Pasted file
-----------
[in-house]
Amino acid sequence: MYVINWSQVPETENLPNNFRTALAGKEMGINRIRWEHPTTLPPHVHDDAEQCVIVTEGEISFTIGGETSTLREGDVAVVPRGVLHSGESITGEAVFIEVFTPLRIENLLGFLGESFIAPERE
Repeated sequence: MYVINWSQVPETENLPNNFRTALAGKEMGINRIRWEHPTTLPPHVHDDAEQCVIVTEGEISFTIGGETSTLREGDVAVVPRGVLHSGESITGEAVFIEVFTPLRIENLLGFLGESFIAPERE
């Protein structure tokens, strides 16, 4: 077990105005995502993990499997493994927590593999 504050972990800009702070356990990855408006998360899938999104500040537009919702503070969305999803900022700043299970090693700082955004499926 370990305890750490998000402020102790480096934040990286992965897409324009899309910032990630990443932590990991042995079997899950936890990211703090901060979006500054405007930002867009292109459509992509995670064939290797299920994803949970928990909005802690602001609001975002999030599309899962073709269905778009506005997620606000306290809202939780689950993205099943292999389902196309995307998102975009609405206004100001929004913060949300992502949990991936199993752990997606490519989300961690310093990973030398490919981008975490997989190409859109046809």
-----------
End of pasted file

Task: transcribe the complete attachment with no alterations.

[in-house]
Amino acid sequence: MYVINWSQVPETENLPNNFRTALAGKEMGINRIRWEHPTTLPPHVHDDAEQCVIVTEGEISFTIGGETSTLREGDVAVVPRGVLHSGESITGEAVFIEVFTPLRIENLLGFLGESFIAPERE
Repeated sequence: MYVINWSQVPETENLPNNFRTALAGKEMGINRIRWEHPTTLPPHVHDDAEQCVIVTEGEISFTIGGETSTLREGDVAVVPRGVLHSGESITGEAVFIEVFTPLRIENLLGFLGESFIAPERE
């Protein structure tokens, strides 16, 4: 077990105005995502993990499997493994927590593999 504050972990800009702070356990990855408006998360899938999104500040537009919702503070969305999803900022700043299970090693700082955004499926 370990305890750490998000402020102790480096934040990286992965897409324009899309910032990630990443932590990991042995079997899950936890990211703090901060979006500054405007930002867009292109459509992509995670064939290797299920994803949970928990909005802690602001609001975002999030599309899962073709269905778009506005997620606000306290809202939780689950993205099943292999389902196309995307998102975009609405206004100001929004913060949300992502949990991936199993752990997606490519989300961690310093990973030398490919981008975490997989190409859109046809």